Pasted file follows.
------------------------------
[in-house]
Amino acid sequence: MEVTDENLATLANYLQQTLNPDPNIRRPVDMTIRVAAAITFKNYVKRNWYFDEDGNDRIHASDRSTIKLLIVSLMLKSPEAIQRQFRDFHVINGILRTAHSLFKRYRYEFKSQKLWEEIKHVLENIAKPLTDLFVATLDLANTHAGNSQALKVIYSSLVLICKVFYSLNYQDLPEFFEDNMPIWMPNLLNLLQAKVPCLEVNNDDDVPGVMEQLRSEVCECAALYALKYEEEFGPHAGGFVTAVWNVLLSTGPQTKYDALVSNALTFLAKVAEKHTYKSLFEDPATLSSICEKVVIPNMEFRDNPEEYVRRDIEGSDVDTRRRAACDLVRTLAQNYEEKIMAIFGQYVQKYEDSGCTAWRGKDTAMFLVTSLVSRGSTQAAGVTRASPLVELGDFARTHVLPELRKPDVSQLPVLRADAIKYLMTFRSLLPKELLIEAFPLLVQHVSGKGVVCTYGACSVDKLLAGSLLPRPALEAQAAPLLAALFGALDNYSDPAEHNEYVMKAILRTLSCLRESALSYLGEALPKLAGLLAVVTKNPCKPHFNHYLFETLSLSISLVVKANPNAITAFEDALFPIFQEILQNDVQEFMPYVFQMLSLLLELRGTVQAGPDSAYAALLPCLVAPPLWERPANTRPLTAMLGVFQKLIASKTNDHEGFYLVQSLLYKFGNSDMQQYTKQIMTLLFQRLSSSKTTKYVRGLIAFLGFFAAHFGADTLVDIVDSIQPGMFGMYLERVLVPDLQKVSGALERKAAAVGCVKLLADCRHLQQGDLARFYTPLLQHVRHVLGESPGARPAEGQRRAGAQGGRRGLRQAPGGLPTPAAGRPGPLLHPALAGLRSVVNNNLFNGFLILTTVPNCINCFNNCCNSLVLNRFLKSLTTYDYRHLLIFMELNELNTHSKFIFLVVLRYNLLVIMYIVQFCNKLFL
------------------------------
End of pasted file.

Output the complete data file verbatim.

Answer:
[in-house]
Amino acid sequence: MEVTDENLATLANYLQQTLNPDPNIRRPVDMTIRVAAAITFKNYVKRNWYFDEDGNDRIHASDRSTIKLLIVSLMLKSPEAIQRQFRDFHVINGILRTAHSLFKRYRYEFKSQKLWEEIKHVLENIAKPLTDLFVATLDLANTHAGNSQALKVIYSSLVLICKVFYSLNYQDLPEFFEDNMPIWMPNLLNLLQAKVPCLEVNNDDDVPGVMEQLRSEVCECAALYALKYEEEFGPHAGGFVTAVWNVLLSTGPQTKYDALVSNALTFLAKVAEKHTYKSLFEDPATLSSICEKVVIPNMEFRDNPEEYVRRDIEGSDVDTRRRAACDLVRTLAQNYEEKIMAIFGQYVQKYEDSGCTAWRGKDTAMFLVTSLVSRGSTQAAGVTRASPLVELGDFARTHVLPELRKPDVSQLPVLRADAIKYLMTFRSLLPKELLIEAFPLLVQHVSGKGVVCTYGACSVDKLLAGSLLPRPALEAQAAPLLAALFGALDNYSDPAEHNEYVMKAILRTLSCLRESALSYLGEALPKLAGLLAVVTKNPCKPHFNHYLFETLSLSISLVVKANPNAITAFEDALFPIFQEILQNDVQEFMPYVFQMLSLLLELRGTVQAGPDSAYAALLPCLVAPPLWERPANTRPLTAMLGVFQKLIASKTNDHEGFYLVQSLLYKFGNSDMQQYTKQIMTLLFQRLSSSKTTKYVRGLIAFLGFFAAHFGADTLVDIVDSIQPGMFGMYLERVLVPDLQKVSGALERKAAAVGCVKLLADCRHLQQGDLARFYTPLLQHVRHVLGESPGARPAEGQRRAGAQGGRRGLRQAPGGLPTPAAGRPGPLLHPALAGLRSVVNNNLFNGFLILTTVPNCINCFNNCCNSLVLNRFLKSLTTYDYRHLLIFMELNELNTHSKFIFLVVLRYNLLVIMYIVQFCNKLFL